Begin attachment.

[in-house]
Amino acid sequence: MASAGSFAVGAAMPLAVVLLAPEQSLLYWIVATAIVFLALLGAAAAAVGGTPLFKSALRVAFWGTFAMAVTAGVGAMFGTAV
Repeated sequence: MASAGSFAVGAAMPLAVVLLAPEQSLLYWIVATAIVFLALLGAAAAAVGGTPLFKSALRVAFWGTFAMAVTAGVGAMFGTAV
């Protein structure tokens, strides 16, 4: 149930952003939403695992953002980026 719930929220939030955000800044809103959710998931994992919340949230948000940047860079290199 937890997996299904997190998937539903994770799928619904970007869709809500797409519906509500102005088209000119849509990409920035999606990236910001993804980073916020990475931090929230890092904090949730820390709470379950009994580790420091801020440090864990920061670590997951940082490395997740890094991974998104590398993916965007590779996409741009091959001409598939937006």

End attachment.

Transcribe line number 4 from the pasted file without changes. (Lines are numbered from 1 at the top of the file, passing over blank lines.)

């Protein structure tokens, strides 16, 4: 149930952003939403695992953002980026 719930929220939030955000800044809103959710998931994992919340949230948000940047860079290199 937890997996299904997190998937539903994770799928619904970007869709809500797409519906509500102005088209000119849509990409920035999606990236910001993804980073916020990475931090929230890092904090949730820390709470379950009994580790420091801020440090864990920061670590997951940082490395997740890094991974998104590398993916965007590779996409741009091959001409598939937006």